That was the question asked in a recent study Stephan Marette and I just published in the Journal of Agricultural and Food Industrial Organization. The answer is "maybe."
Traditional economic models assume that more information (as long as it is accurate) can only help consumers (so long as the cost of providing the information isn't higher than the benefit). After all, if a consumer doesn't find the information useful, it can simply be ignored.
But, this model assumes consumers are perfectly informed about all controversial issues they confront and that they can fully pay attention to all these competing issues.
What we show in our paper is that when consumers' attentions are limited (as they almost certainly are), that providing information (even if it is accurate) can - in some cases - actually make the consumer worse off. How? Because more information about one topic (like whether foods are made with genetically engineered ingredients) might distract consumers from paying attention from other important topics (like the number of carbs in the food) which has a bigger impact on long-term health.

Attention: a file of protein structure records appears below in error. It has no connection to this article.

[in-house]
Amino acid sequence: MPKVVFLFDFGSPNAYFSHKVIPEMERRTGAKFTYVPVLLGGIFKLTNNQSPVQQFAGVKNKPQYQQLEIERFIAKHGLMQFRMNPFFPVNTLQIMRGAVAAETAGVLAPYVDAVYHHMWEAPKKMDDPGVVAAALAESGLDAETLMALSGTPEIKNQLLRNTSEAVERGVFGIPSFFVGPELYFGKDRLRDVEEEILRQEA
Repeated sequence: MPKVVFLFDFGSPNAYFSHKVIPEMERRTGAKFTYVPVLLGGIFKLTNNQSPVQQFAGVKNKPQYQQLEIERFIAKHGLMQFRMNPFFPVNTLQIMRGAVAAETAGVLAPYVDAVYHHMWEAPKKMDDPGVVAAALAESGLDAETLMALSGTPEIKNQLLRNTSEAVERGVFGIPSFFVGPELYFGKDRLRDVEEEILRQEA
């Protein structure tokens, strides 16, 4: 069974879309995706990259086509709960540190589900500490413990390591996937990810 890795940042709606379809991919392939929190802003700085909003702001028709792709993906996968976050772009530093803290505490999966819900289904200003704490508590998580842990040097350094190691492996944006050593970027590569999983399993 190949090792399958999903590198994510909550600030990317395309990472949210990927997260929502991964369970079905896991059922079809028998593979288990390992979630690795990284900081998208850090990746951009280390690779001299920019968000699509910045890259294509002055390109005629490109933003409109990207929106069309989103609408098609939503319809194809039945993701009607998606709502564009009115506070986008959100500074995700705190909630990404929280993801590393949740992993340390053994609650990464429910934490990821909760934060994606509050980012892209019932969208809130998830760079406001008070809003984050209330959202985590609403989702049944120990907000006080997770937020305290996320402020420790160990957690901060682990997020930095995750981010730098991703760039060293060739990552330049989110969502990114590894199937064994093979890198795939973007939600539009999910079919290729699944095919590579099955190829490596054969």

Here is the paper abstract:
Information and labeling are popular food policy instruments because of their presumed positive influence on consumer welfare. In a one-good case with unlimited attention, we show consumer welfare is always improved with the provision of accurate information. However, in a two-good case with limited attention, we show that consumer welfare is not always improved with the provision of accurate information. When attention is constrained, welfare may fall with information provision policies irrespective of their costs. The results suggest information and labeling polices may sometimes be counterproductive when attention is limited.